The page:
If you’ve ever had kidney stones, you know one sure thing: They’re painful! And having one attack means there’s a good chance you’ll endure more. But there are reliable ways to avoid a reoccurrence—or to keep from getting kidney stones in the first place, says Dr. Fredric Coe, medical director of the Kidney Stone Prevention Program at the University of Chicago School of Medicine. Knowing what kind of stone you have is important; there are different prevention strategies for different types. If your doctor didn’t have your stones analyzed, urine and blood tests can help determine what caused your stones, and what you’ll need to do to prevent others, Coe says. For most kinds of stones, including the most common type, calcium oxalate, here’s what he recommends to reduce your risk.
Drink enough plain, filtered water so that you urinate every two to three hours during the time you are awake. “Your bladder should be full, so that you need to urinate, not just be able to urinate,” Coe says. Note to construction workers, athletes and anyone else active in hot weather: If you drink gallons but sweat even more, you are not protecting your kidneys. It’s urine output that counts.
Limit caffeine and alcohol. Even though they may initially increase urine output, both ultimately deplete your body of water. Plus, caffeine increases the amount of calcium in your urine.
Cut way back on salt. A high-salt diet makes you excrete calcium from your body, boosting your risk for both kidney stones and weak bones, Coe says. He recommends no more than 2,300mg of sodium a day–about 1,000mg less than many people consume. While fast foods, chips and processed meats are known culprits, bread and rolls, pizza, sodium-injected poultry, soups and cheese also have lots of sodium. Read labels: Avoid foods with more than 300 mg of sodium per serving.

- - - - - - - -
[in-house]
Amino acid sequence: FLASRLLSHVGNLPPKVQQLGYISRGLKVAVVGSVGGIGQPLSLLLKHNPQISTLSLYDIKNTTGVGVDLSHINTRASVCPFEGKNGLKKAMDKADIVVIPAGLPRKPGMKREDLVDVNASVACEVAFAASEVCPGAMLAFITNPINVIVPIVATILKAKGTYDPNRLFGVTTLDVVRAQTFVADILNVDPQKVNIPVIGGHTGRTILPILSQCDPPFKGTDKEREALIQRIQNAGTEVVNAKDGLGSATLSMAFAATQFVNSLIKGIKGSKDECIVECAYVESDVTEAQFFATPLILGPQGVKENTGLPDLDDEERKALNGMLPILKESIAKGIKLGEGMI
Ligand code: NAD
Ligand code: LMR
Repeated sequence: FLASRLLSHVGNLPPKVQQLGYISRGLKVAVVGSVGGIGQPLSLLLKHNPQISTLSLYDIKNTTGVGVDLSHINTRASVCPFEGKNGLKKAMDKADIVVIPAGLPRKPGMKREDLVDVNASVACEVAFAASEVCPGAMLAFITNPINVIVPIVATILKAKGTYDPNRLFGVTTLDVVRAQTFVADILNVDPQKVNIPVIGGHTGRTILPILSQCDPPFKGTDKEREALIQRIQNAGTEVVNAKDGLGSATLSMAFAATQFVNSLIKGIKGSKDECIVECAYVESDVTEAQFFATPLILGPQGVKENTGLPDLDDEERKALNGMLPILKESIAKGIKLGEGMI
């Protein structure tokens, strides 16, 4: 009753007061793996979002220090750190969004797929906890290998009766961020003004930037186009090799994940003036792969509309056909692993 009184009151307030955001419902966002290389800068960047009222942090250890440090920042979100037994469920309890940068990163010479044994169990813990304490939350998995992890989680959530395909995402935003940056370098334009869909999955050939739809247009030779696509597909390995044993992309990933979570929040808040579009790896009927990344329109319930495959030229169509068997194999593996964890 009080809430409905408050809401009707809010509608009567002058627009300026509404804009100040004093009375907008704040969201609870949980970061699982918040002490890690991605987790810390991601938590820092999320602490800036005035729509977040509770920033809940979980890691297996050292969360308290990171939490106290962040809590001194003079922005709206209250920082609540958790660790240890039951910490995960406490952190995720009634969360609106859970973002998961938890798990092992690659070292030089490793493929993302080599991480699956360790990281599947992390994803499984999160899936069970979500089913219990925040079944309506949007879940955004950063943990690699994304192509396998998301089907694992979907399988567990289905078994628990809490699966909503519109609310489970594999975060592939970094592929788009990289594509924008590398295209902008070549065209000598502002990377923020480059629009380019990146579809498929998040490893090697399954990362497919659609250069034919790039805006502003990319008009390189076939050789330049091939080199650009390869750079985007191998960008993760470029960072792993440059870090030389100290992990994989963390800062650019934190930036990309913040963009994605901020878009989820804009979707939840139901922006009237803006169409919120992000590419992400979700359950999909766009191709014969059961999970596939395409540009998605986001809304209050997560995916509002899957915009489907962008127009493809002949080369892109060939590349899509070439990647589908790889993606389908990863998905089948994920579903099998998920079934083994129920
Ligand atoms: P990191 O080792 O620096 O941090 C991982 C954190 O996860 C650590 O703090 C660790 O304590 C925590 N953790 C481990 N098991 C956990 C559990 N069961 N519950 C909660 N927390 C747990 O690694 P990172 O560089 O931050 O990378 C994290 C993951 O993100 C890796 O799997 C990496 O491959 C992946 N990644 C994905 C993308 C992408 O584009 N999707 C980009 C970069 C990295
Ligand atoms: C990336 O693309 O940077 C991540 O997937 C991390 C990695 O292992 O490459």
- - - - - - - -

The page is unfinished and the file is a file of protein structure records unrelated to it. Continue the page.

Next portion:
Axe the oxalates. Oxalates are organic molecules found in many fruits and vegetables. In your kidneys, oxalates can bind with calcium to form an insoluble salt that can be the beginning of a kidney stone. Many foods contain oxalates, but Coe has found that for men, the high-oxalate foods most likely to cause trouble are chocolate, nuts and black pepper. For women, it’s leafy greens. Not all leafy greens contain oxalates, though. Spinach is high in oxalates; kale is low. “I tell people to find a list online, and see what oxalate foods they eat the most,” he says. Check this list for the oxalate content of common foods.
Add calcium. Eating a calcium-rich food with the oxalate food actually helps to prevent kidney stones–because the calcium and oxalate bind in your intestines and never reach your kidneys. So think creamed spinach or chocolate pudding. Aim for about 800 to 1,000mg of calcium a day, Coe recommends. Calcium supplements don’t work as well as calcium-rich foods, and cutting back on calcium-rich foods doesn’t reduce your risk for kidney stones, he says.
Can the cranberries. Cranberries are loaded with oxalates, so avoid cranberries of all forms if you’re prone to calcium oxalate stones, Coe recommends. Cranberry extract, often used to prevent recurrent urinary tract infections, is especially high in oxalates.
Curb your sweet tooth. A sugary diet raises urinary calcium and reduces urine volume at the same time, so it is a double whammy when it comes to kidney stones, Coe says. “A little sugar is OK, just don’t overdo.”